What is Oxford referencing?
The Oxford referencing style is a note citation system developed by the prestigious University of Oxford. It is also sometimes referred to as the documentary-note style. It consists of two elements; footnote citations and a reference list at the end of the document.
If you’ve been asked to make citations in the Oxford referencing style then make sure you follow the guidelines exactly as it can directly impact on the grades you get. Good referencing is a basis for good marks.
How to Oxford reference
To create the footnotes, you need to indicate a reference by putting a superscript number directly following the source material – this number is called the note identifier. You follow this up with a footnote citation at the bottom of the page. The note identifier – often known as an in-text citation – and the footnote should have the same number, thus ensuring the reader knows which source the note identifier is referring to. The footnotes and note identifiers should be in numerical and chronological order. The same number should be attached to the beginning of the citation and should be listed in chronological order.
For the reference list, you need to include the names of the authors, title and date of publication, the name of the publisher and place of publication. Remember to list all the sources you’ve referenced in the footnotes, as well as any other sources that informed your work which you didn’t necessarily quote or paraphrase.
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Oxford referencing example
The sky is blue.1
1 Stella Cottrell, The Study Skills Handbook (Basingstoke: Palgrave Macmillan, 2013).
Reference list example:
Cottrell, Stella, The Study Skills Handbook (Basingstoke: Palgrave Macmillan, 2013)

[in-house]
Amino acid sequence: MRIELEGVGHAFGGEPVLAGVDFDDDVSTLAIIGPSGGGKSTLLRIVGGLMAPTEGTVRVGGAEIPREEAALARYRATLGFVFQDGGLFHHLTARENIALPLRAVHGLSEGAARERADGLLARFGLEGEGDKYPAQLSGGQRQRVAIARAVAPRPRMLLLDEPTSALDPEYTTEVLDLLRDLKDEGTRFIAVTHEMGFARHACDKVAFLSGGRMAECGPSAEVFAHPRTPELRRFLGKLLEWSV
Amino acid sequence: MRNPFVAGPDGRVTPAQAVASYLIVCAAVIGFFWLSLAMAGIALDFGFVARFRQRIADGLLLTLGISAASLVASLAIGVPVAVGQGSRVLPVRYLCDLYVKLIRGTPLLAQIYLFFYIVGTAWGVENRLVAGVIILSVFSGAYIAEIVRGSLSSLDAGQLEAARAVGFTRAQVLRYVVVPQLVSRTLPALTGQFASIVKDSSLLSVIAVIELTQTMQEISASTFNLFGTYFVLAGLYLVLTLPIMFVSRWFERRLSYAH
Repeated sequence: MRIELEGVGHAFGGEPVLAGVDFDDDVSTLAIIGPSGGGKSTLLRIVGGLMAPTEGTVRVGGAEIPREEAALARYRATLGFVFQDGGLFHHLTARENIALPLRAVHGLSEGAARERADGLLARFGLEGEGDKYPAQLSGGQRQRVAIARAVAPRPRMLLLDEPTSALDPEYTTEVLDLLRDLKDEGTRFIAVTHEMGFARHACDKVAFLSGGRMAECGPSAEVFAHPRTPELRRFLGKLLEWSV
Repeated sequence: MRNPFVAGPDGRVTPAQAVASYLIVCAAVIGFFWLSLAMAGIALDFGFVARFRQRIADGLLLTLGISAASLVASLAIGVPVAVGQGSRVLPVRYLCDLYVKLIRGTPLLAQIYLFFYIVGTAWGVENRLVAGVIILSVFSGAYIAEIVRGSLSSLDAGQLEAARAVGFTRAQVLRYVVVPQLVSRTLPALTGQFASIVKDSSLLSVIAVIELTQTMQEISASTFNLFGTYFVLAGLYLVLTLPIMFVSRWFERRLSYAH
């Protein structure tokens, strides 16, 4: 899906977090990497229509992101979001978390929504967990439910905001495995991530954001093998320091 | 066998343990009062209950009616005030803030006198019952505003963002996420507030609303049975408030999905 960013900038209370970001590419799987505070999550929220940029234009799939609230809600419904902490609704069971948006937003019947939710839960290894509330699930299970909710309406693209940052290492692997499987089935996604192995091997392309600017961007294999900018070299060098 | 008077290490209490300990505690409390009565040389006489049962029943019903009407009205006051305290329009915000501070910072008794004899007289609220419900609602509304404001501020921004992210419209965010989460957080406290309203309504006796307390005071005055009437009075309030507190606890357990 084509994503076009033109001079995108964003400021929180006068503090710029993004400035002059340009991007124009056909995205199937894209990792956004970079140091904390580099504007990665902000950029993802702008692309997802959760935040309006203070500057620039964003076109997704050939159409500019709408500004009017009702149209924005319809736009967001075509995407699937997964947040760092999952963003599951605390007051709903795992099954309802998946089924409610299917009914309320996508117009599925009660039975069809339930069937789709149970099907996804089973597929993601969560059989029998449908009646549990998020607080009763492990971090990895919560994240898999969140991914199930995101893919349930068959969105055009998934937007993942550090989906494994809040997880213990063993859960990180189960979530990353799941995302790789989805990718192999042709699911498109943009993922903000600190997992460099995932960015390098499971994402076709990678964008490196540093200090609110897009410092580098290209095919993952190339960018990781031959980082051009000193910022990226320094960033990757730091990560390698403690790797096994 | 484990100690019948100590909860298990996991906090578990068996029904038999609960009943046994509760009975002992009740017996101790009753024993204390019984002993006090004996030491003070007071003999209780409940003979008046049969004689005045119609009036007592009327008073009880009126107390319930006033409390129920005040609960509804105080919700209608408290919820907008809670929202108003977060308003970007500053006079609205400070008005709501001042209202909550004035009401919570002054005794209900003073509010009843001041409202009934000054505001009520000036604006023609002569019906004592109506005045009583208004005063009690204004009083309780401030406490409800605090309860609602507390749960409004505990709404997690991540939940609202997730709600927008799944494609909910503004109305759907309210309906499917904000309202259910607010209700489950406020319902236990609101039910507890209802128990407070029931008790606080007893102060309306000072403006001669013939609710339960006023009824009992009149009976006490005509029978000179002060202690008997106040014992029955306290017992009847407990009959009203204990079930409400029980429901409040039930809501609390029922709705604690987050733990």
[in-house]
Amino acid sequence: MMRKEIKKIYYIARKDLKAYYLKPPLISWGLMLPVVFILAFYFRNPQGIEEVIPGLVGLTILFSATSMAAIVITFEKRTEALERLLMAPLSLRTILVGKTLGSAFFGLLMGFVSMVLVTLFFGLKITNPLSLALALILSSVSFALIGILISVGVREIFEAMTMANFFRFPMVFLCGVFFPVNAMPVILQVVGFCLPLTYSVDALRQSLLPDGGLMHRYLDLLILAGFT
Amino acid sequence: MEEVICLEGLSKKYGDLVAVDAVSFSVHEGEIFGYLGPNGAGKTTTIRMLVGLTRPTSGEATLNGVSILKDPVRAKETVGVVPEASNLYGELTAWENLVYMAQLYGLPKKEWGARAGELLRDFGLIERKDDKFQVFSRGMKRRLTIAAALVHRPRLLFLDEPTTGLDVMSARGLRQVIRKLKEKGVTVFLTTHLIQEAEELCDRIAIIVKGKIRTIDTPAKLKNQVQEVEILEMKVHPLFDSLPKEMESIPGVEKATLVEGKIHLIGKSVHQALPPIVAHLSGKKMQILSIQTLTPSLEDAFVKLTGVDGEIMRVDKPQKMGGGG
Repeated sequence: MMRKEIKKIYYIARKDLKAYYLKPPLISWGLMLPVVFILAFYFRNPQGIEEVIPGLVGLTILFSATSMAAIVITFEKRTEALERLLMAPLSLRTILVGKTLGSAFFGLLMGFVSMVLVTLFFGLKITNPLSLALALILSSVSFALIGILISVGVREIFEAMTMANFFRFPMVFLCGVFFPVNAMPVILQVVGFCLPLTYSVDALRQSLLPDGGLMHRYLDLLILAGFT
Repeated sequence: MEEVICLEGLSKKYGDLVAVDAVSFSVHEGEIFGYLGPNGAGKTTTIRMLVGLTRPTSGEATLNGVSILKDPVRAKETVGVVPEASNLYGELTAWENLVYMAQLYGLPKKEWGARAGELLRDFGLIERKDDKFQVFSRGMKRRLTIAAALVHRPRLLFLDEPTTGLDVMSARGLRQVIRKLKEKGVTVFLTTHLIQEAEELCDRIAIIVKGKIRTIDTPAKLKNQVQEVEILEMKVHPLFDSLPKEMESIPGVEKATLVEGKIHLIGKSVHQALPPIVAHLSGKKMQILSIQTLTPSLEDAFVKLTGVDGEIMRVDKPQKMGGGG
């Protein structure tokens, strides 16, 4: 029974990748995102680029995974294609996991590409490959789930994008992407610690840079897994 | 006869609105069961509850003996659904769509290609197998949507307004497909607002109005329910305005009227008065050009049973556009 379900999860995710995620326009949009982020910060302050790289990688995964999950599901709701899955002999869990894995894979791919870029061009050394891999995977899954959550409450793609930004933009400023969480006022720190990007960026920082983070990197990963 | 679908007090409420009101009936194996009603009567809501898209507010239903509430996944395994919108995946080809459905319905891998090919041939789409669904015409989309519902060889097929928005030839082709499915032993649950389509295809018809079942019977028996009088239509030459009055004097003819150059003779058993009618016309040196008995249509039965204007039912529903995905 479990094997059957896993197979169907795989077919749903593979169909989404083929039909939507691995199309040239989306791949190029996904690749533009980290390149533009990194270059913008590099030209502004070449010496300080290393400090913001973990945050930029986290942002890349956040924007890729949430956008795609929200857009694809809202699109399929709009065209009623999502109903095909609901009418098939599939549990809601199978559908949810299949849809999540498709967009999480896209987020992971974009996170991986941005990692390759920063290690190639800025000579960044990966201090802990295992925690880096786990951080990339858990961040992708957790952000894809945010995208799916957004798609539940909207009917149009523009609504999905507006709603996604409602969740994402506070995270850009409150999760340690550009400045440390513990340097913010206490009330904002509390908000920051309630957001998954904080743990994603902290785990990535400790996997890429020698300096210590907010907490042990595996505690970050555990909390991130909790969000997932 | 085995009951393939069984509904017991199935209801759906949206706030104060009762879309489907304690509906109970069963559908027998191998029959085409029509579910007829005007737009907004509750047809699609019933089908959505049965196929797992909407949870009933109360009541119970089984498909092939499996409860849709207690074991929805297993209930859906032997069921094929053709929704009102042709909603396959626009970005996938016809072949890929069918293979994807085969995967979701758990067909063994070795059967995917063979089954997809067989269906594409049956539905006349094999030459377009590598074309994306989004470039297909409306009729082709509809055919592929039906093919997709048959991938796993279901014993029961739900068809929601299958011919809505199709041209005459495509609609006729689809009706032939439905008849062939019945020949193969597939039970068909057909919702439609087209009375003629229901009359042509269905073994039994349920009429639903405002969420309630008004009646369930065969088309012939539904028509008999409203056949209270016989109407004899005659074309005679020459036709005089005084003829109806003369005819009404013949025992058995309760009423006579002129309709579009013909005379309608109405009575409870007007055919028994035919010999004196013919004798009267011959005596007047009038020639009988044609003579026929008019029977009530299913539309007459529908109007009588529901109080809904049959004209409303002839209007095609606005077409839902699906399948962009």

Giving credit to the authors of the ideas and interpretations you cite not only accords recognition to their labours, but also provides a solid theoretical basis for your own argument. Your ideas will gain credence if they are supported by the work of respected writers.
Transparent source use allows you to situate your work within the debates in your field, and to demonstrate the ways in which your work is original. It also gives your reader the opportunity to pursue a topic further, or to check the validity of your interpretations.
When writing you should consider the ways in which your work depends upon or develops from other research, and then signal this with the appropriate citation. Make clear your reasons for citing a source. When paraphrasing an idea or interpretation you must ensure that your writing is not too closely derived from the original, and you must also acknowledge the original author.
There are numerous different referencing systems in use across the University, but there should be clear instructions about referencing practice in your subject handbook. Your tutor can direct you to an appropriate style guide, while there is also a range of software that you can use to keep track of your sources and automatically format your footnotes and bibliography (e.g. EndNote, Reference Manager, ProCite).
Be meticulous when taking notes: include full citation details for all the sources you consult and remember to record relevant page numbers. Citation practice varies but, depending on the type of text cited (book, conference paper, chapter in an edited volume, journal article, e-print, etc.) the elements of a reference include:
- title of the book or article
- title of the journal or other work
- name of the conference
- place of publication
- date of publication
- page numbers
- date accessed.
When using e-print archives you should bear in mind that many contain articles which have not yet been submitted for peer review. It is good practice to review the later, published versions for important changes before submitting your own extended essay or dissertation.
It is sensible to get into the habit of referencing all your work so that you learn the techniques from the start. Leaving all the footnotes until the week your dissertation is due is a recipe for disaster. One of the best ways to learn referencing practice is to imitate examples in your subject, and to seek advice from your tutor in cases of difficulty.